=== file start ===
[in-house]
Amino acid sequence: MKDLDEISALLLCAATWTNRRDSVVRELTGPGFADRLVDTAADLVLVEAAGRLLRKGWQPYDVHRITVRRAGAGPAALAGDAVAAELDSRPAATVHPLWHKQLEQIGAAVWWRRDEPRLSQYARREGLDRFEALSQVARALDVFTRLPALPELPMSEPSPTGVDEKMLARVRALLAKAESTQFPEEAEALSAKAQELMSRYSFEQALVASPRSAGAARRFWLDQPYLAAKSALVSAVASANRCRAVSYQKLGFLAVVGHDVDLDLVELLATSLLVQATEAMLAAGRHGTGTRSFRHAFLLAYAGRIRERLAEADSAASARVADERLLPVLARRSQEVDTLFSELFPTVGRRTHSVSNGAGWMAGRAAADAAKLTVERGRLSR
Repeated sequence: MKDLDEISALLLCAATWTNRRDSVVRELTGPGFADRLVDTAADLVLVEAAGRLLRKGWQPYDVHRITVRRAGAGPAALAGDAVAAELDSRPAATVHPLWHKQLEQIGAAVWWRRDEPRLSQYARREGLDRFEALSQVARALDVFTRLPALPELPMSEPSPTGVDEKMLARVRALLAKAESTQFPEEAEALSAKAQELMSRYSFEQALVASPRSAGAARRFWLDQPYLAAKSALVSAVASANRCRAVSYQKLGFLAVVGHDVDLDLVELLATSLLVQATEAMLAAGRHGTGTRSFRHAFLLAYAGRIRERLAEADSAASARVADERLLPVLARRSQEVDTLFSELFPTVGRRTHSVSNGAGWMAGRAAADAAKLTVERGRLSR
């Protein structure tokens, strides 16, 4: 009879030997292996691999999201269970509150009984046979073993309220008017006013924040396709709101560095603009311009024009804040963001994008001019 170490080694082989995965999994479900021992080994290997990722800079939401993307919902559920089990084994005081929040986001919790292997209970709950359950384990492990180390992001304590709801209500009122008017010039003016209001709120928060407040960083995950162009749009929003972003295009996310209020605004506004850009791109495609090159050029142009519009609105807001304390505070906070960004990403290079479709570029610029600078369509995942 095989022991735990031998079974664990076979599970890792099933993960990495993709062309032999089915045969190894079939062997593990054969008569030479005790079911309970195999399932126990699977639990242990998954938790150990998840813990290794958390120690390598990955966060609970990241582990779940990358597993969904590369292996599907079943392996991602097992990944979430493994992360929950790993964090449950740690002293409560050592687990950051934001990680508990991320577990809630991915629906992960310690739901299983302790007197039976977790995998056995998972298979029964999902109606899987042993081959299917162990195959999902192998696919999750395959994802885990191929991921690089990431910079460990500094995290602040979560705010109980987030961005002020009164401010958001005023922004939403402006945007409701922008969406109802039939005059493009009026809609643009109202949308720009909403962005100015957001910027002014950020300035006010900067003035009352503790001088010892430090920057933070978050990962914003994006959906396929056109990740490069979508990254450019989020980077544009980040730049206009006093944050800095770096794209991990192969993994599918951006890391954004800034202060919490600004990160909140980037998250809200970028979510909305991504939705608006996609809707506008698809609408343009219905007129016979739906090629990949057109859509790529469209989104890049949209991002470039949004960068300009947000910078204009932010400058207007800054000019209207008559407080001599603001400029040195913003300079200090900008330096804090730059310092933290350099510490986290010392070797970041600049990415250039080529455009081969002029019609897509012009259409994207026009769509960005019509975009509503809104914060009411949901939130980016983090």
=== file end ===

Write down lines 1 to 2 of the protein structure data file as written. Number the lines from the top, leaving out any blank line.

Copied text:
[in-house]
Amino acid sequence: MKDLDEISALLLCAATWTNRRDSVVRELTGPGFADRLVDTAADLVLVEAAGRLLRKGWQPYDVHRITVRRAGAGPAALAGDAVAAELDSRPAATVHPLWHKQLEQIGAAVWWRRDEPRLSQYARREGLDRFEALSQVARALDVFTRLPALPELPMSEPSPTGVDEKMLARVRALLAKAESTQFPEEAEALSAKAQELMSRYSFEQALVASPRSAGAARRFWLDQPYLAAKSALVSAVASANRCRAVSYQKLGFLAVVGHDVDLDLVELLATSLLVQATEAMLAAGRHGTGTRSFRHAFLLAYAGRIRERLAEADSAASARVADERLLPVLARRSQEVDTLFSELFPTVGRRTHSVSNGAGWMAGRAAADAAKLTVERGRLSR